Alice Paul, the National Woman’s Party and the Vote

The First Civil Rights Struggle of the 20th Century


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About the Book

When women picketed the White House demanding the vote on January 10, 1917, they broke new ground in political activism. Demanding that President Wilson influence Congress, they marched in the streets in the nation’s first ever coast-to-coast campaign for political rights. Women were imprisoned for peaceful protests, went on hunger strikes and were beaten and tortured by authorities. But they won the 19th Amendment, ensuring that the right to vote could not be denied because of gender. Their successful nonviolent civil rights campaign established a precedent for those that followed, giving them the tools—including the vote—needed to advance their goals. This book chronicles the work of Alice Paul and the National Woman’s Party and their influence on American political activism.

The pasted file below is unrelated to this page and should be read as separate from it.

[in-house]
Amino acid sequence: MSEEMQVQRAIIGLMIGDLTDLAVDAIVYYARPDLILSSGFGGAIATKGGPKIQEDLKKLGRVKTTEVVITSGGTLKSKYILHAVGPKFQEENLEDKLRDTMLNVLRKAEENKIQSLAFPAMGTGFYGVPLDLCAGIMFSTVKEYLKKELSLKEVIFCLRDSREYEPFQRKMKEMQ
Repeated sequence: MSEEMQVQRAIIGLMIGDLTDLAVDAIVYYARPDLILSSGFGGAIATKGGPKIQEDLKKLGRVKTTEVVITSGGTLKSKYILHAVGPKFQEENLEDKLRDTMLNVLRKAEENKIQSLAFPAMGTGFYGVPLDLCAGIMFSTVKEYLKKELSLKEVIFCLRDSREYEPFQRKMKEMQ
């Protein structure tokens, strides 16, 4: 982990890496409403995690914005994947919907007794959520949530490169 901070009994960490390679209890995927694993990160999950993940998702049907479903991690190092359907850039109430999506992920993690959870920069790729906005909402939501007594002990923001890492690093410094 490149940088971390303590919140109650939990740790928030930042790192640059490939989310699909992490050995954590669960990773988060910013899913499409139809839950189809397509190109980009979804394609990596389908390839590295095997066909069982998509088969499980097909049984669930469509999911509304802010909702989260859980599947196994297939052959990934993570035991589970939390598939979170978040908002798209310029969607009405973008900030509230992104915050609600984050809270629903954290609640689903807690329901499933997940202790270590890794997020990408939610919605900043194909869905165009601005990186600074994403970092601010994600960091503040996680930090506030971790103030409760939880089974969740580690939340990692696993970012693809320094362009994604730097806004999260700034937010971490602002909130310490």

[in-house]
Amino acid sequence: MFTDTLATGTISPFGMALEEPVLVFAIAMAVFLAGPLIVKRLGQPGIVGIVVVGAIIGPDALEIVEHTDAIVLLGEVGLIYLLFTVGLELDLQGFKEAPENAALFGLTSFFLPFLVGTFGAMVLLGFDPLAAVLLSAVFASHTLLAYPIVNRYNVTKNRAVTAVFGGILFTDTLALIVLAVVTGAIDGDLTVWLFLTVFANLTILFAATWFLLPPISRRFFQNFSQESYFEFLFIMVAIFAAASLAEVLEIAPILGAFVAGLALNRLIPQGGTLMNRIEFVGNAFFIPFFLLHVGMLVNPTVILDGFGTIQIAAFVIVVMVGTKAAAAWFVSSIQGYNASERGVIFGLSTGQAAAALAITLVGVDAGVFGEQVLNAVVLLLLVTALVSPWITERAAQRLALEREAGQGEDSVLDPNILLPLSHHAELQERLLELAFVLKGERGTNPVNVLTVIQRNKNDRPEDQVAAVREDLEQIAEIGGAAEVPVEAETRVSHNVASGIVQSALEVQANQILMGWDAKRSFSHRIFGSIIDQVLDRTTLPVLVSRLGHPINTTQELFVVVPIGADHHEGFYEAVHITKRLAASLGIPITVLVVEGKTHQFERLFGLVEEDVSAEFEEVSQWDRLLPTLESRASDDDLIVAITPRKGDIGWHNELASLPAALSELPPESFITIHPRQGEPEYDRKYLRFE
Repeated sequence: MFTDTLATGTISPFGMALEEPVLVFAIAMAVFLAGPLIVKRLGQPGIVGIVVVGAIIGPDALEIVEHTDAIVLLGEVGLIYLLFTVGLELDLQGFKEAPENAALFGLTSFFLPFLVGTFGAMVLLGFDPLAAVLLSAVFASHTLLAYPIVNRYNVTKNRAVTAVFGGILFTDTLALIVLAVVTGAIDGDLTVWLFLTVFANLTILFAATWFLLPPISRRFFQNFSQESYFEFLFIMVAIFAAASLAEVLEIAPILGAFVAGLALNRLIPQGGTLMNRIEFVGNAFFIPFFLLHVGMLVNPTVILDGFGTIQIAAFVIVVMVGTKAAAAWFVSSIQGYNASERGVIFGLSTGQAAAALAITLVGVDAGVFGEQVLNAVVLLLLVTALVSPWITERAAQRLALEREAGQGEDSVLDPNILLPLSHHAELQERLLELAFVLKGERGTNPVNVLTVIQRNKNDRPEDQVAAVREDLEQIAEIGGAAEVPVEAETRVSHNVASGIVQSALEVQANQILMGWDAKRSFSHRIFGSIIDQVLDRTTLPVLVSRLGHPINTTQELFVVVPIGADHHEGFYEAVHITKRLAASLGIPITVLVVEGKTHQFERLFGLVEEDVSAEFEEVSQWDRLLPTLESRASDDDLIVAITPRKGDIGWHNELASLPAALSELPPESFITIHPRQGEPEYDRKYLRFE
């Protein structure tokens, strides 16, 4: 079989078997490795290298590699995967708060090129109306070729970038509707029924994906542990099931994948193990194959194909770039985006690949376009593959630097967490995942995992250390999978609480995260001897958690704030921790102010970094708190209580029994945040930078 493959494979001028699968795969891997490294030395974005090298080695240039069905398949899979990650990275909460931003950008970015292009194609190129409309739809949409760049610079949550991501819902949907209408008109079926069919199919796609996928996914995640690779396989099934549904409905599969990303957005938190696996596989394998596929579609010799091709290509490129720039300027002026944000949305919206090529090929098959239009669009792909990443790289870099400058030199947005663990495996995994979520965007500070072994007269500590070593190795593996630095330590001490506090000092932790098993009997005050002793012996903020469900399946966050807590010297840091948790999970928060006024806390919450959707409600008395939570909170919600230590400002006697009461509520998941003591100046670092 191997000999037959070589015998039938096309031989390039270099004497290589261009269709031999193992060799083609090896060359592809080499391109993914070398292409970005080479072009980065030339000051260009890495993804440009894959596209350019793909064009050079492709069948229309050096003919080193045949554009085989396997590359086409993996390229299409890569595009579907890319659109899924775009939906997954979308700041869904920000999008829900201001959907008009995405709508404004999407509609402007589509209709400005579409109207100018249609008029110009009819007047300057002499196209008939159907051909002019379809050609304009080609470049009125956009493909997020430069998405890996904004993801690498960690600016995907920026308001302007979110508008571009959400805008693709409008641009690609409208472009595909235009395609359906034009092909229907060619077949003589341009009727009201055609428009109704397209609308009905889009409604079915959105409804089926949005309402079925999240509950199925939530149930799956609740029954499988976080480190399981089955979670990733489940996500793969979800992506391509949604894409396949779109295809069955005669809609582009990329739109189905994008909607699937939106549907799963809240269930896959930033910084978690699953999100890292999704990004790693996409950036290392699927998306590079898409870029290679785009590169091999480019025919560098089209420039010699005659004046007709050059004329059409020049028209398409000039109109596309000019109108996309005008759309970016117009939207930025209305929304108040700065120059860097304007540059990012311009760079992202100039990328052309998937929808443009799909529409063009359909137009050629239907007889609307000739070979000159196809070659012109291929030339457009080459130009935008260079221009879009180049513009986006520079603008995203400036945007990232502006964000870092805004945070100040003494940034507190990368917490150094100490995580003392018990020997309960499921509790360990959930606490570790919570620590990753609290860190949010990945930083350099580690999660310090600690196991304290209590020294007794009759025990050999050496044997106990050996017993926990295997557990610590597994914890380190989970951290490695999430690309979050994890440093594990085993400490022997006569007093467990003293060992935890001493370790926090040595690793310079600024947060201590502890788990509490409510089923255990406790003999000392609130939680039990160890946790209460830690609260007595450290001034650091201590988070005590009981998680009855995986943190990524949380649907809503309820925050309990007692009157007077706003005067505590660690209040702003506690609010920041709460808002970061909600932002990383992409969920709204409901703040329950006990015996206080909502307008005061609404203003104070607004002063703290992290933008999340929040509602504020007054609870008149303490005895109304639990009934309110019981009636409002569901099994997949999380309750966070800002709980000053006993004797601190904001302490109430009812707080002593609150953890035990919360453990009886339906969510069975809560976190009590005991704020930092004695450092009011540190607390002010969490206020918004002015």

About the Author(s)

Bernadette Cahill is an independent scholar and writer. She has written about women’s rights and history throughout her professional life and has had many articles published on woman suffrage and the Equal Rights Amendment. She divides her time between Louisiana and North Carolina.

Bibliographic Details

Bernadette Cahill

Format: softcover (6 x 9)
Pages: 232
Bibliographic Info: 22 photos, notes, bibliography, index
Copyright Date: 2015
pISBN: 978-0-7864-6979-6
eISBN: 978-1-4766-1978-1
Imprint: McFarland

Table of Contents

Preface 1
Introduction 3
1. What Alice Paul Did for Suffrage Between 1912 and 1920 9
2. What the Suffragists’ Victory Meant 48
3. How the Vote Was Won 53
4. Where Paul Fits into Suffrage History 66
5. Imagination, Creativity and Nonviolence 79
6. When the Right to Vote Is Not the Right to Vote 93
7. Equal Suffrage and Equal Rights 104
8. The Unfinished Business of the Civil War 118
9. Intended Consequences 128
10. Woman Suffrage and Civil Rights 137
11. The ­Long-Term Influence of Paul’s Campaign 144
12. Civil Rights ­Cross-Pollination 148
13. The Inequalities of Inequalities 153
14. Woman Suffrage and the Prioritization of Inequalities 162
15. Neglected Civil Rights Sites in Washington, D.C. 175
Chapter Notes 189
Bibliography 205
Index 215

Book Reviews & Awards

“Cahill’s arguments about the effects of woman’s suffrage on the black civil rights movement are innovative. Recommended”—Choice.